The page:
Desperate Protests in Hungary as Police Step in

Up to 1,000 migrants in Hungary staged a dramatic protest aboard a train they believed was bound for western Europe after authorities ordered them to disembark at a holding camp.

Published: 04th September 2015 07:57 AM  |   Last Updated: 04th September 2015 07:57 AM   |  A+A-

Up to 1,000 migrants in Hungary staged a dramatic protest aboard a train they believed was bound for western Europe yesterday (Thursday) after authorities ordered them to disembark at a holding camp.

Extraordinary scenes ensued as the migrants resisted attempts by police to remove them from the train in Bicske, around 20 miles west of Budapest.

One Syrian man threw himself on to the railway tracks with his wife and child in a desperate attempt to avoid detention, while others locked themselves in their carriages.

The standoff took place as Viktor Orban, the hardline Hungarian prime minister, said he would not take part in EU quotas for migrants and would push ahead with building a barbed wire fence on Hungary's border with Serbia to keep out migrants.

The Hungarian army would be deployed to defend the border, he said.

Mr Orban described the EU's policy of asylum quotas as "madness" that would be interpreted as an "invitation" and result in "tens of millions" of people making the dangerous journey to Europe. "Quotas will increase the number of victims," he warned.

Mr Orban also described the migrant crisis as "German problem", not a European one. "Nobody wants to stay in Hungary, neither in Slovakia, nor Poland, nor Estonia. All want to go to Germany. Our job is just to register them," he said. Unless the eastern border is secured, the Schengen free movement system would collapse, he warned.

The standoff in Hungary began in Budapest yesterday morning after police abandoned a two-day blockade of the main terminal, allowing migrants camped on the concourse outside to rush inside in the hope of catching a train to western Europe.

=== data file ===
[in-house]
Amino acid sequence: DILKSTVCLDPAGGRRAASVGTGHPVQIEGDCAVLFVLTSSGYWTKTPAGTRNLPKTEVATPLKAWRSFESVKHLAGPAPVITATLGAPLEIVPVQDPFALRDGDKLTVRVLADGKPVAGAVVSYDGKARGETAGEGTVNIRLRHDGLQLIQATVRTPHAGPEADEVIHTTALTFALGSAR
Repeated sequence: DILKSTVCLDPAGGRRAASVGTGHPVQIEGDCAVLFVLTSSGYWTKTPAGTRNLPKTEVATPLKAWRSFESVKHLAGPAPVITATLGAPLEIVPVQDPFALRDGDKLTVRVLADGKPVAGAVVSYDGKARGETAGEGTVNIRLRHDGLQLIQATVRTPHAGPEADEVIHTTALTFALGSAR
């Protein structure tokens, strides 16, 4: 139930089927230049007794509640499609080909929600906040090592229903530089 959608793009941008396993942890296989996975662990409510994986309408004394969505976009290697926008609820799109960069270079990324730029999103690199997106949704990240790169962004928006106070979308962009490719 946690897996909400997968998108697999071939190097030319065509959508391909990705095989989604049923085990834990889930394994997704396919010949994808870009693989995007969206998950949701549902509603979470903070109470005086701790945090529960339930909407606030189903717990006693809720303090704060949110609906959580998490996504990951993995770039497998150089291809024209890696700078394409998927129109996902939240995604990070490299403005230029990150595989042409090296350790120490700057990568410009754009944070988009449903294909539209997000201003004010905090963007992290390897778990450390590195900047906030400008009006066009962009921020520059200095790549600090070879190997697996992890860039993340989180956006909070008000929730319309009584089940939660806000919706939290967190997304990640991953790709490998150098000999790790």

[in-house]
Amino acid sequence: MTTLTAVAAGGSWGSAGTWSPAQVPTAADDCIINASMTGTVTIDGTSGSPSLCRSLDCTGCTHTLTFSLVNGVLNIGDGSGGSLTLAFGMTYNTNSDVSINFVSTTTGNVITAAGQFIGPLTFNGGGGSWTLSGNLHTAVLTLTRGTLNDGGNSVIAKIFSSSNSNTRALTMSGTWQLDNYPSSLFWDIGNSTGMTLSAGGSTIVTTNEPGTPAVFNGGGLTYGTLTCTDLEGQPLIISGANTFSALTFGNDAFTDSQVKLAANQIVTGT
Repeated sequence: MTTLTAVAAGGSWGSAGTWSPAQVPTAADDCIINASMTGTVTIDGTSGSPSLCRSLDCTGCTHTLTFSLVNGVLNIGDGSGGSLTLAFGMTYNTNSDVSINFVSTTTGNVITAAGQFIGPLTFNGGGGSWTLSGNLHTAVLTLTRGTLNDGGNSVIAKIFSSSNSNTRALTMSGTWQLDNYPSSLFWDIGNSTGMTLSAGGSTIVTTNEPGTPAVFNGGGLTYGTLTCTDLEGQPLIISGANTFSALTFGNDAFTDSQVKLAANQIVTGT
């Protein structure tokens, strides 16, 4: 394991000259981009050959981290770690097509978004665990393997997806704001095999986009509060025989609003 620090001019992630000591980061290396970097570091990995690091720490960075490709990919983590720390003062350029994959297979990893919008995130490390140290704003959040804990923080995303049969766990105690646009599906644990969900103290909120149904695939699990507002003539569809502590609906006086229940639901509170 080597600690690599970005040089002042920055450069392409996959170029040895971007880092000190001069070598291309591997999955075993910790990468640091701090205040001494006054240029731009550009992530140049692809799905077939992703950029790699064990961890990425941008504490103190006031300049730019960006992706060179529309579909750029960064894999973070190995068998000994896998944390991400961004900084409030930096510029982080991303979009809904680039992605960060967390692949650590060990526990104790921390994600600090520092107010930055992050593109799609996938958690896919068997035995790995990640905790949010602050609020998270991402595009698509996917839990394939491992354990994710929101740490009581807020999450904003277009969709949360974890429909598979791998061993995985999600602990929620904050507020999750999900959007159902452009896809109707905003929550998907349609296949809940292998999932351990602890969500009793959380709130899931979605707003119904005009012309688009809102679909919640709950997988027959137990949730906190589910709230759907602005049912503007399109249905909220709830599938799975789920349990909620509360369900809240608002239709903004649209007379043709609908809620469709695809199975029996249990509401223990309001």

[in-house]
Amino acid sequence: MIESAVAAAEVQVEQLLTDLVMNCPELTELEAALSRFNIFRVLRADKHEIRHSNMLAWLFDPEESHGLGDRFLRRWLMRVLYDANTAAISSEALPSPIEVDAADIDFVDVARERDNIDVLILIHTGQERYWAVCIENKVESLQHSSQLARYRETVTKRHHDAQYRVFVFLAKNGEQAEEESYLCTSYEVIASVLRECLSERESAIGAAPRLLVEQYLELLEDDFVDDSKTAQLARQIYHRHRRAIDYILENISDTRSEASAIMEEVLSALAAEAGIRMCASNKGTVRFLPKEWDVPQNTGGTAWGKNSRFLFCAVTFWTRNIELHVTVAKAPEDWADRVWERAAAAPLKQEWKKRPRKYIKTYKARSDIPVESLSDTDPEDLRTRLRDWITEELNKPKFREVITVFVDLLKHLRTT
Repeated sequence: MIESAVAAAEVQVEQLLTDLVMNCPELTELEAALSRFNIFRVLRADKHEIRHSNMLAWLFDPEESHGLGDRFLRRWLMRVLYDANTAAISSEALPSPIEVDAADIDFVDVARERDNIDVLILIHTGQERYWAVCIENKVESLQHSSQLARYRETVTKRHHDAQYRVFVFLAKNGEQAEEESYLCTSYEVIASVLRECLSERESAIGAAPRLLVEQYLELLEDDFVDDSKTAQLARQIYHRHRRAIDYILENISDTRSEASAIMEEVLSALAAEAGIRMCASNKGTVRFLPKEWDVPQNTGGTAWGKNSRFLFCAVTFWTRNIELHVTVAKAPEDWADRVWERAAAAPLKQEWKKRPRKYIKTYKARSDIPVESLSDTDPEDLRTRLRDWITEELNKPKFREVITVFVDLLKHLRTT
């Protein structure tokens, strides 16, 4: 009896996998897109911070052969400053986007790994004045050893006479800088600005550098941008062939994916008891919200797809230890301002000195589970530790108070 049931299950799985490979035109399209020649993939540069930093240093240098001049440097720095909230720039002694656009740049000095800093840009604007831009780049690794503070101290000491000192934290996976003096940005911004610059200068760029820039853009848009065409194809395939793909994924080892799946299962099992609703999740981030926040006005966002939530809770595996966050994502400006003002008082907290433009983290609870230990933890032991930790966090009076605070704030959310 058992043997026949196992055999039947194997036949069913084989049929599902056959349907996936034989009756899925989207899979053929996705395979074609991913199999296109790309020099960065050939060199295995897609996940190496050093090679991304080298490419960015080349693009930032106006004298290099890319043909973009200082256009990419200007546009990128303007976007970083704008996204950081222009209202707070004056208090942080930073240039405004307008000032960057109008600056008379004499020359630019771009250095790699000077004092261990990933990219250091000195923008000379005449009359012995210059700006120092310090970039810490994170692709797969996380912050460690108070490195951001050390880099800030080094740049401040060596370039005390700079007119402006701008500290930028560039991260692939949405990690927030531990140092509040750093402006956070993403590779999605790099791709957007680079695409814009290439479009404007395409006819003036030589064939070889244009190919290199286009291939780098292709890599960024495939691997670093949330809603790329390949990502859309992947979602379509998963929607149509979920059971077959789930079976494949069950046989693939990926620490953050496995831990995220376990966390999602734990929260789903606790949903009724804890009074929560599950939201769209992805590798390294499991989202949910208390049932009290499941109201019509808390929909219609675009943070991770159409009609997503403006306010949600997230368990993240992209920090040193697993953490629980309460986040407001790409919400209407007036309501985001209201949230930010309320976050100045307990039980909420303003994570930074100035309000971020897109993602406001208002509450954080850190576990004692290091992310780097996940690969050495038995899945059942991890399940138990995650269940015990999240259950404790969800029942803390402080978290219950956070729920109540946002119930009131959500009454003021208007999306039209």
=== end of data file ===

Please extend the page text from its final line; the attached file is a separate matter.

Hundreds of migrants managed to force their way on to a train headed for Sopron, on the Austrian border. But police stopped the train at Bicske and attempted to take the migrants towards buses bound for the nearby migrant holding centre.

As the impasse developed, negotiators surrounded by riot police tried to convince the passengers to abandon their sit-in, speaking in both English and Arabic. Many of the migrants said they had already been registered through a process in which the Hungarian police take their fingerprints to be shared with other EU countries via a shared database.

"We will die, here or we will go," said Waqas, a 23-year-old from Pakistan on the platform in Bicske, claiming that he had already been in four of Hungary's detention camps where asylum requests are processed.

"The authorities lie to everybody, they lie to us every day. If you gave your fingerprint and did the procedure, then why don't they let us go?"

Wahir, from Afghanistan, said he had also been through a camp in Hungary and asked the country's authorities: "We are leaving your country. Why do you want to catch us again and take us back to a camp? They're killing people like this."

Individuals acting as spokesmen for the migrants said they wanted to continue their journey towards the Austrian border as others chanted "Germany, Germany" in the background. Finally, with the talks producing no result, bottles of water were deposited on the platform for the passengers. The standoff was ongoing last night.

Meanwhile in Brussels, Mr Orban described his country's crisis as a clash between Christianity and Islam, and said an influx of Muslims would have "explosive" consequences.

"Those arriving have been raised in another religion, and represent a radically different culture. Most of them are not Christians, but Muslims," he said. "This is an important question, because Europe and European identity is rooted in Christianity.

"All countries have a right to decide whether they want to live with large numbers of Muslims in their countries. If they want to, they can. We don't want to, and we have a right to decide we do not want a large number of Muslim people in our country."

For one Iraqi man at Bicske train station, remaining at a Hungarian migrant camp was not an option.

The man, from Baghdad, stepped forward to the police line to show his papers, pointing out that he had already been in a Hungarian camp and made his claim to asylum.

He was carrying a baby girl, and said his daughter was sick.

But the man grew angry when told he had to go to hospital with the girl, saying his wife and other children were on the train.

"Kill me, or take me back to Serbia, but not to the camp," he shouted.

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